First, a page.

Of course, Oculus Rift is the virtual reality headset that started the current hysteria . Developed by 21-year-old engineer Palmer Luckey, funded via Kickstarter and snapped by by Facebook for a cool $2bn, the Rift plugs into your computer's DVI and USB ports and tracks your head movements to provide 3D imagery to its stereo screens.

The latest version – dubbed Crescent Bay – brings 360 degree perspectives and 1080p visuals to the table, as well as supercharged head tracking, so it can detect infinitesimally small movements.

Microsoft HoloLens

The device that took everyone off guard, Microsoft HoloLens is half virtual and half augmented reality. The device merges real world elements with virtual ‘holographic’ images, meaning you can look at your Minecraft world on your kitchen table, or walk around the surface of Mars in your living room.

Using Kinect-style tech to recognise gestures and voice commands, the headset has a 120 degree field of vision on both axis, and is capable of ‘high definition’ visuals. What’s more, there’s no connection to a PC – a full Windows 10 system is built into the headset and runs off a battery. Yes, we can’t wait to see how long that lasts either.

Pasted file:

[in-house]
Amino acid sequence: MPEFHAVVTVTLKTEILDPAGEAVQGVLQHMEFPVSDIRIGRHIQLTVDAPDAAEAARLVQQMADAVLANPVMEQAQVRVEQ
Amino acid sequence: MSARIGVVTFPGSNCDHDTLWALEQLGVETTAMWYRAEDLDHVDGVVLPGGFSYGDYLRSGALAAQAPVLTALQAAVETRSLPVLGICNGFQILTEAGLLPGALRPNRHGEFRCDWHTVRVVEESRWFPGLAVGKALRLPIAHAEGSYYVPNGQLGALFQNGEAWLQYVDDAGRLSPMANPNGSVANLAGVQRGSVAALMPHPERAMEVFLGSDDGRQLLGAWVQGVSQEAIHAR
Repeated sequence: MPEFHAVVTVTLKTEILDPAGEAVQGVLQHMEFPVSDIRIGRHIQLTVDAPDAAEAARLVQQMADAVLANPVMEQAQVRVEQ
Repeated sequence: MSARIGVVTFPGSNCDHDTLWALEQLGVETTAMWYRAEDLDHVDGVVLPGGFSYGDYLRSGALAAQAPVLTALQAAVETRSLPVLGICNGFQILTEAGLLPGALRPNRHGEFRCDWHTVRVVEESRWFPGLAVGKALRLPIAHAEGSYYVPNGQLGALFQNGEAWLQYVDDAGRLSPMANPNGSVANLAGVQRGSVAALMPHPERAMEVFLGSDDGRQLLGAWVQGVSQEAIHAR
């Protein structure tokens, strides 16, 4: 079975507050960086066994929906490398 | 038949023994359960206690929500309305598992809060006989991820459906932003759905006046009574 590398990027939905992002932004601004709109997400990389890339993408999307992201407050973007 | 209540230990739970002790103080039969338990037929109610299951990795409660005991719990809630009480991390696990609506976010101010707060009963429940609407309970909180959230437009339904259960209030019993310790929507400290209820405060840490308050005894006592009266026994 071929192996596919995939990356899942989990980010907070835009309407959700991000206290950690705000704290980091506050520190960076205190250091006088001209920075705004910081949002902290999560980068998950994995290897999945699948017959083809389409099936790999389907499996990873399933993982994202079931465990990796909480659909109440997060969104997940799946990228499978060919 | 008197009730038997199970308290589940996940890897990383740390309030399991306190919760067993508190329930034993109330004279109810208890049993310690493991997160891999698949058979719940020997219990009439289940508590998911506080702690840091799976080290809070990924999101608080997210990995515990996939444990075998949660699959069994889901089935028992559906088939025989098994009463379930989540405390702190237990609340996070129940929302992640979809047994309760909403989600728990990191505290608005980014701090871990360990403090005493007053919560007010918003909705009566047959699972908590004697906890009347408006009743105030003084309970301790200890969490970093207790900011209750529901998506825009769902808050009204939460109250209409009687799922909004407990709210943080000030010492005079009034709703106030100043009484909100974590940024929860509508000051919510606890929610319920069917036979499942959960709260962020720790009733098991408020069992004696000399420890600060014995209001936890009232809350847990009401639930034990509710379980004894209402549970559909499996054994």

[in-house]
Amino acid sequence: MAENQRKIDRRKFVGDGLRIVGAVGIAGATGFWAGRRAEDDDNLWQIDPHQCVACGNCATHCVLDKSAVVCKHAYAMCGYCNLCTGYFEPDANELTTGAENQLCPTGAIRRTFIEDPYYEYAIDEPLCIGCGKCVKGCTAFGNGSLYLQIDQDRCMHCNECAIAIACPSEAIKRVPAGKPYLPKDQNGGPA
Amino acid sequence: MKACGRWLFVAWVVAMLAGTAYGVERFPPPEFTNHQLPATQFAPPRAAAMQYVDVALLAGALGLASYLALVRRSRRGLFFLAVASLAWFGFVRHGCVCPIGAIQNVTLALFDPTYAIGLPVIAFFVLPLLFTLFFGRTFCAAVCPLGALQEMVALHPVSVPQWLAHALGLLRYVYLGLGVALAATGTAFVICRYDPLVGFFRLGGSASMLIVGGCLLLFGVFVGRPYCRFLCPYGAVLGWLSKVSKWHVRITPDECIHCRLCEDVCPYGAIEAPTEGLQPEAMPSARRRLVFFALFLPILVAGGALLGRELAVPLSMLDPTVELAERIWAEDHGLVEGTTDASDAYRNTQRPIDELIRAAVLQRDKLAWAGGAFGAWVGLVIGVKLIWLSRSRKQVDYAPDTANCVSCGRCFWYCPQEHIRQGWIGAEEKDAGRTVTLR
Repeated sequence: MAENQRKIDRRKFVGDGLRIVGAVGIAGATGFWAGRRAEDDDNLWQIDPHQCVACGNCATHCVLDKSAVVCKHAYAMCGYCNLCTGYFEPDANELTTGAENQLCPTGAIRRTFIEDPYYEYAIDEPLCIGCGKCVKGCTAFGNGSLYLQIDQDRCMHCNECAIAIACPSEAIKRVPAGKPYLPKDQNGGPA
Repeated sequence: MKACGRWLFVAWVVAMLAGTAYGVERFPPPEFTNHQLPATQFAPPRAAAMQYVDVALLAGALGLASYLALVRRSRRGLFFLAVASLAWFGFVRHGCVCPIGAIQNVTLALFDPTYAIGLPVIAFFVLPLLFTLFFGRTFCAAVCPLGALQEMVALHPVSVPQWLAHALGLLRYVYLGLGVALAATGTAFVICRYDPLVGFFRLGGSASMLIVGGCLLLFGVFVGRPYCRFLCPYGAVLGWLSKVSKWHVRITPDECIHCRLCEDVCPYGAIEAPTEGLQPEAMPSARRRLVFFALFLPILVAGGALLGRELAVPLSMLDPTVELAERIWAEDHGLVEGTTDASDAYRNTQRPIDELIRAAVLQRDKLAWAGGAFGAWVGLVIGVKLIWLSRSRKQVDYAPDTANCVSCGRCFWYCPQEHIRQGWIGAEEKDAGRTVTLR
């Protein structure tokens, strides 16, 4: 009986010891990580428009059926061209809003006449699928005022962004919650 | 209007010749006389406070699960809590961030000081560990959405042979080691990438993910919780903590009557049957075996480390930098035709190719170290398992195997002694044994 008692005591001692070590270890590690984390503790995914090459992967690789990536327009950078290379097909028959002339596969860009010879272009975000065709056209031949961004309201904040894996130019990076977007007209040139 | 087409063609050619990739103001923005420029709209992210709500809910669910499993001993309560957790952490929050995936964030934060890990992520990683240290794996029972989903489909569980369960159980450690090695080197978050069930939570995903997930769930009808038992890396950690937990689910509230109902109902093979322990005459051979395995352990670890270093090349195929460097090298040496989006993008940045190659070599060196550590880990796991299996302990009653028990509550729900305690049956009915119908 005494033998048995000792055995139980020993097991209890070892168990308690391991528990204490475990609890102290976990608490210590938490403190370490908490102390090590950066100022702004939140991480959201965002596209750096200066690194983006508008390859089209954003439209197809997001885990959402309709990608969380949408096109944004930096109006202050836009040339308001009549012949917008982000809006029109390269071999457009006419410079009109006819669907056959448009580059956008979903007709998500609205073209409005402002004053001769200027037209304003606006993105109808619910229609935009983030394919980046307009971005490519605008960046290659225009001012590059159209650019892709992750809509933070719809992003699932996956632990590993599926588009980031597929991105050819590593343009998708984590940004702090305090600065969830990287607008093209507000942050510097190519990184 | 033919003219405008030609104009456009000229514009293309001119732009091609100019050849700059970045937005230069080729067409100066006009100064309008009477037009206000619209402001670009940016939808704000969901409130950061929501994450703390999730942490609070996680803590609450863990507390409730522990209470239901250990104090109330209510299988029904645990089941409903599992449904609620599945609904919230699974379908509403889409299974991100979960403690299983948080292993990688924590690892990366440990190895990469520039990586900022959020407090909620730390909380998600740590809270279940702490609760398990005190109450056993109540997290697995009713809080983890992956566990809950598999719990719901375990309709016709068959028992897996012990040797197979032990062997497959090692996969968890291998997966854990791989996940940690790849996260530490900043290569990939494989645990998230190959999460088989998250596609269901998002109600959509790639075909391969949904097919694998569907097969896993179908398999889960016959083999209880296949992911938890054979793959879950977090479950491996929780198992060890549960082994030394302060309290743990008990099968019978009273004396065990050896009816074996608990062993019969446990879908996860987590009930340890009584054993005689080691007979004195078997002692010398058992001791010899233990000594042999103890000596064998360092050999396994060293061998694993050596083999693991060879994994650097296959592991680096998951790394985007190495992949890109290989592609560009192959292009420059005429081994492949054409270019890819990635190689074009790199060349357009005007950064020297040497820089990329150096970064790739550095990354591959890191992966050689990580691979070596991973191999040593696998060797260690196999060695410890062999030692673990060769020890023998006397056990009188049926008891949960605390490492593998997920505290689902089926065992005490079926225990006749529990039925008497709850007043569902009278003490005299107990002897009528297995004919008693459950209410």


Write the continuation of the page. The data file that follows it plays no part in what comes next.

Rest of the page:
There’s no word on a release date, and it’s unlikely to be a reality until 2016.

Sony Project Morpheus

Morpheus, Sony’s VR headset for PlayStation, is “just an R&D project” according to European PlayStation boss Jim Ryan, so we’re not expecting it to land any time soon. However, that doesn’t mean it’s not darned exciting.

While its specs lag a little behind the latest version of Oculus and Samsung Gear VR – there’s only a 90 degree field of vision – there’s 1080p for each eye, and a list of compatible games that would make any PlayStation fan salivate.

This simply needs to happen.
Carl Zeiss VR One

Like the Samsung Gear VR, the hardware power for this Carl Zeiss branded headset comes from your smartphone. Unlike Sammy’s effort, however, you’re not tied to just one mobile with the Zeiss VR One; it will play ball with any iOS or Android handset between 4.7 and 5.2 inches.

It packs a media player for the likes of pictures and YouTube videos and an AR app for augmented experiences, open source Unity3D SDK (iOS and Android) mean there’s plenty of scope for development.